Secretary Timothy F. Geithner told Congressional leaders the government would hit the limit no later than May 16. He outlined “extraordinary measures” — essentially moving money among federal accounts — that could buy time until July 8.The NYT had a nice graph on the debt ceiling issue and the current composition of the debt:
It is interesting to see the divisions between the two parties. And by "interesting", I mean "WOW". Politico reported a couple of days ago on a statement released by the House Majority Leader John Boehner, taking a stronger stance fiscal policies:
(I)f the President begins the discussion by saying we must increase taxes on the American people – as his budget does - my response will be clear: tax increases are unacceptable and are a nonstarterBut Talking Points Memo reports on the proposal circling among Democrats that would prevent the passage of any agreement on the debt ceiling diminishing federal spending
A group of progressive House Democrats is rounding up support for objecting to hiking the debt limit, if it includes GOP plans to slash spending on federal programs.
The polarization on the debt ceiling issue is quite new. Keith Poole has a nice animated gif on his blog showing the polarization over congresses since the 99th(today is the 112th)
More generally, it seems to be clear that polarization in the US has increased. First, in the political institutions. Keith Poole recently reposted the graph on the evolution of polarization in the US House betwen 1870 and 2010. It is quite telling
released the results from a poll showing that
President Barack Obama's job approval ratings were even more polarized during his second year in office than during his first, when he registered the most polarized ratings for a first-year president
I am trying to find some numbers for the two houses of Congress, but cannot find them for now.
For the population overall, we can lookt at different indicatiors. At the Monkey Cage, Mike Sances produced a graph on the partisan gap in political trust in government. The first graph in his post shows that people trusts the government more when it is from their own party. But this partisan difference has widen since Reagan:
One thing I am thinking about, that might have been a driver in recent history, is media. It probably sounds stereotypical and I am most probably wrong, but here are my 2 cents, based on 2 papers written by Ethan Kaplan(disclaimer: Ethan is currently working in the same university where I study). The first story comes from a paper showing the effect of Fox News on Republican vote shares. The authors use the variation in the introduction of Fox News across states between 1996 and 2000, and find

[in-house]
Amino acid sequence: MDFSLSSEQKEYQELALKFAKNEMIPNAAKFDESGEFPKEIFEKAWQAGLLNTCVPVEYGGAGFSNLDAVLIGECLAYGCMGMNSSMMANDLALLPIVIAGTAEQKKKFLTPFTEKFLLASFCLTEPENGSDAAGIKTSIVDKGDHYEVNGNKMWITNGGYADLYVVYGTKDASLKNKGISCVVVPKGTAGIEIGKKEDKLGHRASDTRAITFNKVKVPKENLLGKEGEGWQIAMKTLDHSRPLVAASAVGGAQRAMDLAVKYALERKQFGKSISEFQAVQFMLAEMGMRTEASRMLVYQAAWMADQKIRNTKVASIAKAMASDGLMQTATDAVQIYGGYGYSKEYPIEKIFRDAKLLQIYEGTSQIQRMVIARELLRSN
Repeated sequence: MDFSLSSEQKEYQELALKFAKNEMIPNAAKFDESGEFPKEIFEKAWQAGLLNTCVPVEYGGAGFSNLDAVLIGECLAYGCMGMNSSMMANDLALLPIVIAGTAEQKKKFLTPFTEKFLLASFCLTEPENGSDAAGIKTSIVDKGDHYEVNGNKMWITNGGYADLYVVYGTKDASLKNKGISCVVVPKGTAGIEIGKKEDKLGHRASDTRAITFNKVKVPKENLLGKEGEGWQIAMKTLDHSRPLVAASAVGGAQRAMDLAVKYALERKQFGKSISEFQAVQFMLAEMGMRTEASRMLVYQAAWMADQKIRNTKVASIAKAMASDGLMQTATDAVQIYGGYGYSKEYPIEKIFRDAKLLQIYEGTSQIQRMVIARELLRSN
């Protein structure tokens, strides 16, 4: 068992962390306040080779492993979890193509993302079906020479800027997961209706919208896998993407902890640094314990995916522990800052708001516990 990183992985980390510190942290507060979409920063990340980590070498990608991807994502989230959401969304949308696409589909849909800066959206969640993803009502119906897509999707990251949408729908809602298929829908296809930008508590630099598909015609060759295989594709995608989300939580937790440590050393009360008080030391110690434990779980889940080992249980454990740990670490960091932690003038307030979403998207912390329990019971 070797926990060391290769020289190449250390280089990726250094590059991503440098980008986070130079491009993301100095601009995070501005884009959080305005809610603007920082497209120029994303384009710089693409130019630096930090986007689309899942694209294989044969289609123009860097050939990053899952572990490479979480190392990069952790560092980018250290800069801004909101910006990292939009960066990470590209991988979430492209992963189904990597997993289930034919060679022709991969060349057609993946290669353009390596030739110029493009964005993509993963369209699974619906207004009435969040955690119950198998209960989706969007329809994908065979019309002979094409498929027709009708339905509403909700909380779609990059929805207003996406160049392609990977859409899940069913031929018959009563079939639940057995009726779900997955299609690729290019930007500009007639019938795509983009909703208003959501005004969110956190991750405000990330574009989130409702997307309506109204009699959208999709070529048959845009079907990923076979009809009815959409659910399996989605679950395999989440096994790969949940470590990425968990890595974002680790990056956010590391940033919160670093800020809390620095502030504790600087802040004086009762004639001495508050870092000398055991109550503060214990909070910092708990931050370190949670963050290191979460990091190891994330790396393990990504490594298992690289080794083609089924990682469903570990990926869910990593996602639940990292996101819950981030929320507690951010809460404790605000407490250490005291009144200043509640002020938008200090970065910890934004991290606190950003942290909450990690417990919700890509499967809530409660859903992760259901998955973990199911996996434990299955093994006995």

a signiﬁcant eﬀect of the introduction of Fox News on the vote share in Presidential elections between 1996 and 2000. Republicans gain 0.4 to 0.7 percentage points in the towns which broadcast Fox News.
The second looked at the persistence in political ideology, and took advantage of the jump in Republican registration after 9/11 to see whether this jump was perceivable years later. It was:
We first show that 9/11 increased Republican registration by approximately 2%. Surprisingly, these differences in registration patterns fully persist over the two year period from 2006 to 2008and
the impact of the 9/11 shock seems to have had a much larger impact on 18 year olds than on those between 25 and 60
Jon Stewart often evoked the impact 9/11 had on the creation of 24 hour-news network. If there's no information, the information is made up(e.g. balloon boy). Some cable channels, admittedly watched by only a small group of people, are really partisan(Fox News, MSNBC, etc...). But leaders of opinion matter, so the problem of small audience might not be relevant. So my point is: one chooses his/her information source -> forges political opinion(Fox News effect) -> political opinion becomes permanent(9/11 story).
The million dollar question is why there is persistence. Kaplan and Mukand try to explain that in their 9/11 paper, but the explanations are not really convincing(it relies on psychology, and there is no evidence or tests run.), though they offer nice empirical counter-arguments showing that the permanence is not due to the cost of accessing or processing information or Bayesian learning. The psychological explanations proposed by the authors are Identity(e.g. there is a benefit derived from belonging in a group, and it is costly to leave the group) and cognitive bias(e.g. one selects information that validates her point). I am quite sympathetic to those theories, but the question is still on the table.